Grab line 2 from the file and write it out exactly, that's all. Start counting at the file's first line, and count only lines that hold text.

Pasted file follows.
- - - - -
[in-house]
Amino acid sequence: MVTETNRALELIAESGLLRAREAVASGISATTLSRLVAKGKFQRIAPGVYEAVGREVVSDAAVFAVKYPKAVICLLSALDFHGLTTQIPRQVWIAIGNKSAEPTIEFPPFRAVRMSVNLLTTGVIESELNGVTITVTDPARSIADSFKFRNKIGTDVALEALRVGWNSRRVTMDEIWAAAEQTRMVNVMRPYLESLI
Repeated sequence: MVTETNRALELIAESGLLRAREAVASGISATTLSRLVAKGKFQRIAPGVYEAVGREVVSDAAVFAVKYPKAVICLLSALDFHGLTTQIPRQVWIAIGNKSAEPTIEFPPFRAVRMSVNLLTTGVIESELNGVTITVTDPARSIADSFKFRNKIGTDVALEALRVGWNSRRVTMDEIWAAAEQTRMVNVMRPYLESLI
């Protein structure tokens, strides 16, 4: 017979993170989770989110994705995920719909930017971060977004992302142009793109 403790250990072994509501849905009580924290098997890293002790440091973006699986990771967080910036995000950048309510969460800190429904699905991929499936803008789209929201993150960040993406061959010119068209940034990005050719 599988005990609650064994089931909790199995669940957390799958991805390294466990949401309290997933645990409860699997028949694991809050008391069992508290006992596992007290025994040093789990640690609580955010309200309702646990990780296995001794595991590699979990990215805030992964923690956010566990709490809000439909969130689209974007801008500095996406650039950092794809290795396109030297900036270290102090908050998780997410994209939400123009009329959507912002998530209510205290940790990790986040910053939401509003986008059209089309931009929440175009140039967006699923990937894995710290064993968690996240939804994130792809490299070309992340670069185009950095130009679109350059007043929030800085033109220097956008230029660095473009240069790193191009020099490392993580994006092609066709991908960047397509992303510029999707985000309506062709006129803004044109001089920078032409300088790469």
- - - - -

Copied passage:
Amino acid sequence: MVTETNRALELIAESGLLRAREAVASGISATTLSRLVAKGKFQRIAPGVYEAVGREVVSDAAVFAVKYPKAVICLLSALDFHGLTTQIPRQVWIAIGNKSAEPTIEFPPFRAVRMSVNLLTTGVIESELNGVTITVTDPARSIADSFKFRNKIGTDVALEALRVGWNSRRVTMDEIWAAAEQTRMVNVMRPYLESLI